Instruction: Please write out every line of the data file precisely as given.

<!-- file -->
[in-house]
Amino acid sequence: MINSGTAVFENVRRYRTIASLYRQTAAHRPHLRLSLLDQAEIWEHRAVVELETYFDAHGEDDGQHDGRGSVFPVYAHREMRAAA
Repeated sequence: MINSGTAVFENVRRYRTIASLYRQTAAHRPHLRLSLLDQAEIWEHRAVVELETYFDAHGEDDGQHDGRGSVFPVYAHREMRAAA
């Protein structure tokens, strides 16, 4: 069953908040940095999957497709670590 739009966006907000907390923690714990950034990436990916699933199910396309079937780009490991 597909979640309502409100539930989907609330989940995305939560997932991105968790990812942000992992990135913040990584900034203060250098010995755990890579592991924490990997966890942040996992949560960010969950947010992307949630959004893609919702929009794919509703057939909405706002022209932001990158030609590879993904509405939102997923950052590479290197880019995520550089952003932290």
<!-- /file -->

[in-house]
Amino acid sequence: MINSGTAVFENVRRYRTIASLYRQTAAHRPHLRLSLLDQAEIWEHRAVVELETYFDAHGEDDGQHDGRGSVFPVYAHREMRAAA
Repeated sequence: MINSGTAVFENVRRYRTIASLYRQTAAHRPHLRLSLLDQAEIWEHRAVVELETYFDAHGEDDGQHDGRGSVFPVYAHREMRAAA
């Protein structure tokens, strides 16, 4: 069953908040940095999957497709670590 739009966006907000907390923690714990950034990436990916699933199910396309079937780009490991 597909979640309502409100539930989907609330989940995305939560997932991105968790990812942000992992990135913040990584900034203060250098010995755990890579592991924490990997966890942040996992949560960010969950947010992307949630959004893609919702929009794919509703057939909405706002022209932001990158030609590879993904509405939102997923950052590479290197880019995520550089952003932290």